Here's a taste of Pope Francis' thoughts on one of the favorite thinkers ...
Pope Francis has released an apostolic letter on Blaise Pascal, called Sublimitas et miseria hominis – “The Grandeur and Misery of Man.”
Published on June 19, 2023, it marks the fourth centenary of the birth of the Frenchman (June 19, 1623 – August 19, 1662). The Jesuit Pontiff pays a touching and personal tribute to the philosopher, “companion on the road” in “our search for true happiness.”
The 12-page text is the second apostolic letter dedicated by Pope Francis to a lay writer. In 2021, he wrote Candor Lucis Æterne on Dante Alighieri.
Like the Italian poet, Pascal is one of the Pontiff’s recurring cultural and spiritual references; Francis is a former literature professor and avid reader.
In an interview granted in 2017 to Eugenio Scalfari, founder of the Italian newspaper La Repubblica, Pope Francis even said that he considered “personally” that Pascal “should be beatified.”
Here are five lines from the document:
If Pascal proposed to speak of man and God, it was because he had arrived at the certainty that “not only do we know God solely through Jesus Christ, but we know ourselves solely through Jesus Christ.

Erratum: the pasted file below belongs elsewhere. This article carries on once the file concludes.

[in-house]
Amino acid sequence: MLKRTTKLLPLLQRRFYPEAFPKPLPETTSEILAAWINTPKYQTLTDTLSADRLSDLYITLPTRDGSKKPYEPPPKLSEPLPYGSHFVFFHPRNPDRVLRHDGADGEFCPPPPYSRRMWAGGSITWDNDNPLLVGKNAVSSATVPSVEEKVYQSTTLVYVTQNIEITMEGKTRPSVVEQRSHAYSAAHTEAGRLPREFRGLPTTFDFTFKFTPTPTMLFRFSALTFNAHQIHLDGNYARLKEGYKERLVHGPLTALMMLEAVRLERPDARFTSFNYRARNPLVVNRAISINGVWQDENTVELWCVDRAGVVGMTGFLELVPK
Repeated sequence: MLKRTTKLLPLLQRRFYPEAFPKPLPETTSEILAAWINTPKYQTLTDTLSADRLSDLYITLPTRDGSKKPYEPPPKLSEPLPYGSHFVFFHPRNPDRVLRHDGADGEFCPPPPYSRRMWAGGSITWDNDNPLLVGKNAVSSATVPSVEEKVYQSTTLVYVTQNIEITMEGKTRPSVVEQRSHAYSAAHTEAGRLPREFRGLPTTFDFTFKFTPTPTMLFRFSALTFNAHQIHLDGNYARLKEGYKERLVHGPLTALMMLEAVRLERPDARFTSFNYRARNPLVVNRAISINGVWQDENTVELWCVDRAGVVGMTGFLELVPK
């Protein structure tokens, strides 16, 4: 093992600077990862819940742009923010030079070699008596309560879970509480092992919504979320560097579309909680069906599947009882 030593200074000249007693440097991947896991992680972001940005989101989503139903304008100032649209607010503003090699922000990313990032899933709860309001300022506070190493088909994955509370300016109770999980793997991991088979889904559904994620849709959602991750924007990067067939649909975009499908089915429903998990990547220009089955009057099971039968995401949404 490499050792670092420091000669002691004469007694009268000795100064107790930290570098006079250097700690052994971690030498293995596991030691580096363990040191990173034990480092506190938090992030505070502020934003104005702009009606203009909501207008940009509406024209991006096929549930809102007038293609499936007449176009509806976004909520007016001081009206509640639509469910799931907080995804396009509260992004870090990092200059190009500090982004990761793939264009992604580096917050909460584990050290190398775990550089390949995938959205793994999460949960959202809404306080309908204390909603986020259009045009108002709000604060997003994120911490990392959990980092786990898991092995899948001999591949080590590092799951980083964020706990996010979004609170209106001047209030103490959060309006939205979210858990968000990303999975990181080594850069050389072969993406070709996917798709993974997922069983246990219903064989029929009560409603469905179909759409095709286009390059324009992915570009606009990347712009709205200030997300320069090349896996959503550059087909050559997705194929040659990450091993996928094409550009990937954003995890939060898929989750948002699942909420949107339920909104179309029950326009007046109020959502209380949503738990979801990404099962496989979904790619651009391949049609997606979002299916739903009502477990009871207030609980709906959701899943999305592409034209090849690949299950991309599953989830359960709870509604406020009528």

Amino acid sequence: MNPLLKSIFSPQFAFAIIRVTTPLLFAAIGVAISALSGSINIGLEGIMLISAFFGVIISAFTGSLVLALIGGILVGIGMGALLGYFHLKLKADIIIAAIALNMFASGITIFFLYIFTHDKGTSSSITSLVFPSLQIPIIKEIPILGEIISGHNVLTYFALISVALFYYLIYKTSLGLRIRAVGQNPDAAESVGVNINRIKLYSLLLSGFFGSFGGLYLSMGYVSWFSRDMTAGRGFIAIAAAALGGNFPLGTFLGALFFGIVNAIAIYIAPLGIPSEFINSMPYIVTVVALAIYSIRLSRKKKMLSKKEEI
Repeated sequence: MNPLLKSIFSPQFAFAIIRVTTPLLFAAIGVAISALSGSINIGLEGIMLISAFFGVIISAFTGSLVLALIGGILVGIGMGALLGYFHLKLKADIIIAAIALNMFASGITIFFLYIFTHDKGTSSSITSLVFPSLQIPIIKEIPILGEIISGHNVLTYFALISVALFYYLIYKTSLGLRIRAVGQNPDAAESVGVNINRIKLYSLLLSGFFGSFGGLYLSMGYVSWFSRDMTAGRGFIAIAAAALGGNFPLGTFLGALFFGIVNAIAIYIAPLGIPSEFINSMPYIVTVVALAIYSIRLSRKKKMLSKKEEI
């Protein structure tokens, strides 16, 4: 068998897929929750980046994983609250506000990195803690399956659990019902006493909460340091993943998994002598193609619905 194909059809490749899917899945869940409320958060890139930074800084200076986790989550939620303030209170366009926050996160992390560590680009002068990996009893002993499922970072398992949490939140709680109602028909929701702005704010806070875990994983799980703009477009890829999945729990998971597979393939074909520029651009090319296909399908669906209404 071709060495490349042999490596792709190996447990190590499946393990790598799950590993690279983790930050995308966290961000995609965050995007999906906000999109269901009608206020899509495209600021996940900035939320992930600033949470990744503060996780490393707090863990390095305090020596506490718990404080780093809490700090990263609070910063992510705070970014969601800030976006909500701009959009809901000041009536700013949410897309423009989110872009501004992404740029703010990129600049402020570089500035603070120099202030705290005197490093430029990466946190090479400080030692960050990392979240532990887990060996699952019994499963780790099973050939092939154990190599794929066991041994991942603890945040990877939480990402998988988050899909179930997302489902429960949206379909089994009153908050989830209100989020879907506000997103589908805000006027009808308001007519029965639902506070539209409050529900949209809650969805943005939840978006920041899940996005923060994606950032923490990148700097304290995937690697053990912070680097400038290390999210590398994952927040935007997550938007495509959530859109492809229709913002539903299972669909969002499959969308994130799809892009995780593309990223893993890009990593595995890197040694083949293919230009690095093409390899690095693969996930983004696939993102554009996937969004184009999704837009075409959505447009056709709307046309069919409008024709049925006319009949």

One day his father found Blaise studying geometry and suddenly realized that, without knowing that the same theorems could be found in books under other names, Blaise, at age twelve, entirely on his own, by drawing figures on the ground, had demonstrated the first 32 propositions of Euclid.
After applying his extraordinary intelligence to the study of the human condition, the sacred Scriptures and the Church’s tradition, Pascal now presents himself with childlike simplicity as a humble witness of the Gospel. As a Christian, he wishes to speak of Jesus Christ to those who have hastily concluded that there is no solid reason to believe in the truths of Christianity.
On 23 November 1654, Pascal had a powerful experience that even now is referred to as his “night of fire.” … it seems to have been an encounter which he himself acknowledged as analogous to the encounter, fundamental for the whole history of revelation and salvation, that Moses experienced in the presence of the burning bush … immediately after the evocation of fire, [he] repeated the appellation that the Lord gave himself in the presence of Moses – “the God of Abraham, the God of Isaac, the God of Jacob” ( Ex 3:6.15) – and then added: “not of the philosophers and the sages. Certainty. Certainty. Feeling. Joy. Peace. God of Jesus Christ.”
Gravely ill and at the point of dying, he asked to receive Holy Communion, but that was not immediately possible. So he asked his sister, “since I cannot communicate in the head [Jesus Christ], I would like to communicate in the members.” He “greatly desired to die in the company of the poor.” It was said of Pascal, shortly after he took his last breath on 19 August 1662, that “he died with the simplicity of a child.” After receiving the sacraments, his last words were: “May God never abandon me.”